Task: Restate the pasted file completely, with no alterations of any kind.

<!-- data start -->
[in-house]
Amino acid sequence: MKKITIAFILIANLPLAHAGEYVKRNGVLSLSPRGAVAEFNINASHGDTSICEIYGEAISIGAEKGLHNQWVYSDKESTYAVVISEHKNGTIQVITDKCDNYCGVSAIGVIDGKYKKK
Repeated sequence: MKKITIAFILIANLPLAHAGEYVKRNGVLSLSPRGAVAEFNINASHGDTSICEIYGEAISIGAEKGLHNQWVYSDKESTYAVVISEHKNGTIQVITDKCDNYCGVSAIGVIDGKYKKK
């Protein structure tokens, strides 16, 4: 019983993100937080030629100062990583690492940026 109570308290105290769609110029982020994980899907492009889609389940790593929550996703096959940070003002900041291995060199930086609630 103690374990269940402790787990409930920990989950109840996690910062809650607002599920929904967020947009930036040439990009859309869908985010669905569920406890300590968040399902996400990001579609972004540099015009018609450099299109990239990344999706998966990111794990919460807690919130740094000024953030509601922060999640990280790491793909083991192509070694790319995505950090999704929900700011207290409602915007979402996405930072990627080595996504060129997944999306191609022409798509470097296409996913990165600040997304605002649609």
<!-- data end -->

[in-house]
Amino acid sequence: MKKITIAFILIANLPLAHAGEYVKRNGVLSLSPRGAVAEFNINASHGDTSICEIYGEAISIGAEKGLHNQWVYSDKESTYAVVISEHKNGTIQVITDKCDNYCGVSAIGVIDGKYKKK
Repeated sequence: MKKITIAFILIANLPLAHAGEYVKRNGVLSLSPRGAVAEFNINASHGDTSICEIYGEAISIGAEKGLHNQWVYSDKESTYAVVISEHKNGTIQVITDKCDNYCGVSAIGVIDGKYKKK
């Protein structure tokens, strides 16, 4: 019983993100937080030629100062990583690492940026 109570308290105290769609110029982020994980899907492009889609389940790593929550996703096959940070003002900041291995060199930086609630 103690374990269940402790787990409930920990989950109840996690910062809650607002599920929904967020947009930036040439990009859309869908985010669905569920406890300590968040399902996400990001579609972004540099015009018609450099299109990239990344999706998966990111794990919460807690919130740094000024953030509601922060999640990280790491793909083991192509070694790319995505950090999704929900700011207290409602915007979402996405930072990627080595996504060129997944999306191609022409798509470097296409996913990165600040997304605002649609």